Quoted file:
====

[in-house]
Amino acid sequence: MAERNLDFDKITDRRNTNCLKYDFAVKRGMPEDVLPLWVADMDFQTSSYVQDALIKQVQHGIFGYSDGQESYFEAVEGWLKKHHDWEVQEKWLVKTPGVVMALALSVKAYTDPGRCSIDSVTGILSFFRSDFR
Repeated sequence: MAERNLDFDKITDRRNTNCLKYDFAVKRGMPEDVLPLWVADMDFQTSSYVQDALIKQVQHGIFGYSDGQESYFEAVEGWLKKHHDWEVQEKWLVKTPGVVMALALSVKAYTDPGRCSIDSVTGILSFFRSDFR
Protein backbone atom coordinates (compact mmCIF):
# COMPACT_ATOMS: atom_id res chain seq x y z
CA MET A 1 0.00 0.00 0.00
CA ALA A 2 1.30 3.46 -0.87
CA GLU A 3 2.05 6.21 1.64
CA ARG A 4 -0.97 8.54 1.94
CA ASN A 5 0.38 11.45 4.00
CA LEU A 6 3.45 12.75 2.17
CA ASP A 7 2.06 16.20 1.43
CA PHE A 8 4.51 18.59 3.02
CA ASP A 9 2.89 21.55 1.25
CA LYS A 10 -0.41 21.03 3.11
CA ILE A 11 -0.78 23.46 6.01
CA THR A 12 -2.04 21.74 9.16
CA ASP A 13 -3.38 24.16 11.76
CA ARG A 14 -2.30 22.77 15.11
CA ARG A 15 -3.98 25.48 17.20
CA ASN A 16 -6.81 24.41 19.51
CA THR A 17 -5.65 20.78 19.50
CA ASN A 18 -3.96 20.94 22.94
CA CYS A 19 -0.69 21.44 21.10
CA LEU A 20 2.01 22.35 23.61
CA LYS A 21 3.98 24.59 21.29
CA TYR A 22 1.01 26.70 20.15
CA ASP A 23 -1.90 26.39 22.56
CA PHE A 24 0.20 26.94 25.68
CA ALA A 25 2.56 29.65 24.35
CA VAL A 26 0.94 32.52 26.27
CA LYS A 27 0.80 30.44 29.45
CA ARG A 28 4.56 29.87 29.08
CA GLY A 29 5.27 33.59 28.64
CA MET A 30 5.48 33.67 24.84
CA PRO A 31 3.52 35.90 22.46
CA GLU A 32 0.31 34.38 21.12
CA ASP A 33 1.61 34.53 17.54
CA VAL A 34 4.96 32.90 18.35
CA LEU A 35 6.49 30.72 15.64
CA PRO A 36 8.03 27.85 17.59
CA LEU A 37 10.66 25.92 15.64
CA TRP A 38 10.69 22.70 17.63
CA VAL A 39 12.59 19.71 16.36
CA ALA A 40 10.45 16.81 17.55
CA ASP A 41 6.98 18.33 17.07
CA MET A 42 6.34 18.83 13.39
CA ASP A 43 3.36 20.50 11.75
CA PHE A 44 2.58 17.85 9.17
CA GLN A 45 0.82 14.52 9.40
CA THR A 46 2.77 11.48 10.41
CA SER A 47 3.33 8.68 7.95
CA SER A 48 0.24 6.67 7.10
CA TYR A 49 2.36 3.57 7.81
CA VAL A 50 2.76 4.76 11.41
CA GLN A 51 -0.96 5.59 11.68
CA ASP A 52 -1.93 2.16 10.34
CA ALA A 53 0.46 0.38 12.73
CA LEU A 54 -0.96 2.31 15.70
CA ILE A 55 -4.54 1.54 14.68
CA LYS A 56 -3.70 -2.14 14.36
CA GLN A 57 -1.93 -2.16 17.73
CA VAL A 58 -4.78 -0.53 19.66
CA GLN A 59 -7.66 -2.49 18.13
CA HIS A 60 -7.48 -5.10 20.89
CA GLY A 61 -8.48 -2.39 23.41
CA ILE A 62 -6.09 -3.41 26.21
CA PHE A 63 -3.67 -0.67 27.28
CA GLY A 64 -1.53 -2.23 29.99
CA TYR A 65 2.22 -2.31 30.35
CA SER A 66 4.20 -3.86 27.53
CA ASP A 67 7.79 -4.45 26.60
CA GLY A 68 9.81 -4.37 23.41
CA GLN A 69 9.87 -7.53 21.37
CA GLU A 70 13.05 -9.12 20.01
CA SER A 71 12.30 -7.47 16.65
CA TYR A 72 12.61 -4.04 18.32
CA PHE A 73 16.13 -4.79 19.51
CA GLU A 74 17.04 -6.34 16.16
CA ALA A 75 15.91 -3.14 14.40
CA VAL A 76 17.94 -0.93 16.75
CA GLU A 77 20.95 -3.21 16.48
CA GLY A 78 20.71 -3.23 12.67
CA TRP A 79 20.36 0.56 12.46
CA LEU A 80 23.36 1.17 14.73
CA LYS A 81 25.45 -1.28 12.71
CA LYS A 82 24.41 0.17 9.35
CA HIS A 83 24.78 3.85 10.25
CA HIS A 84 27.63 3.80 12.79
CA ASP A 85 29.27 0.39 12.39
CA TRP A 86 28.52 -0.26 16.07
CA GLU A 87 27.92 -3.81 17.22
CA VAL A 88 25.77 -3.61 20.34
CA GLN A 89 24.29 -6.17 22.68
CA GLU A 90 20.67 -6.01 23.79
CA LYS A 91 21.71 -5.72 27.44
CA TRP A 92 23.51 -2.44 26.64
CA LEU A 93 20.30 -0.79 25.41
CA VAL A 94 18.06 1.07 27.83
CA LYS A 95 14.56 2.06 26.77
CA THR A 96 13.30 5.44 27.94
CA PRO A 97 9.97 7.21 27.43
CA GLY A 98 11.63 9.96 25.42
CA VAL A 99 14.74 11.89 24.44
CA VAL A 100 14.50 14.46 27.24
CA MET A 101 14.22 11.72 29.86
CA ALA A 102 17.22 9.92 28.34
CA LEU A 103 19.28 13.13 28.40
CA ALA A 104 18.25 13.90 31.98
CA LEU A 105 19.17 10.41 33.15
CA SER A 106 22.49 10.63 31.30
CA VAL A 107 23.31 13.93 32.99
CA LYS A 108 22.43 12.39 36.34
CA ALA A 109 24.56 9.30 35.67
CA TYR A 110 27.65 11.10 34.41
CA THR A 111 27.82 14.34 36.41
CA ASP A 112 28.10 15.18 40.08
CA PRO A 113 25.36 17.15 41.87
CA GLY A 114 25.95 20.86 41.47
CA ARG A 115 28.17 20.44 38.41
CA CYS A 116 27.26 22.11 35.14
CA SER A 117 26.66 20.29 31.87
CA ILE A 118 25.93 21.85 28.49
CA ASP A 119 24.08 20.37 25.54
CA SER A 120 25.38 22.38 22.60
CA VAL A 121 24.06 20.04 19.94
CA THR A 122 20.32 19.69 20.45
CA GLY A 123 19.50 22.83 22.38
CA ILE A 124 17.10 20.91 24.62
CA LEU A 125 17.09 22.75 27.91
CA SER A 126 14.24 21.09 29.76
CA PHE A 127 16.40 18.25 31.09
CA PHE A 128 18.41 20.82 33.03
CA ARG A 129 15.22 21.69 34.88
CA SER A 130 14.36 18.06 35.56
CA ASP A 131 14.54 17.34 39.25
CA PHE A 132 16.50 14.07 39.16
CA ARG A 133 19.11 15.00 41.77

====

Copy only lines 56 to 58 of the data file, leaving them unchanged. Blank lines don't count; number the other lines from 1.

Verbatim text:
CA GLN A 51 -0.96 5.59 11.68
CA ASP A 52 -1.93 2.16 10.34
CA ALA A 53 0.46 0.38 12.73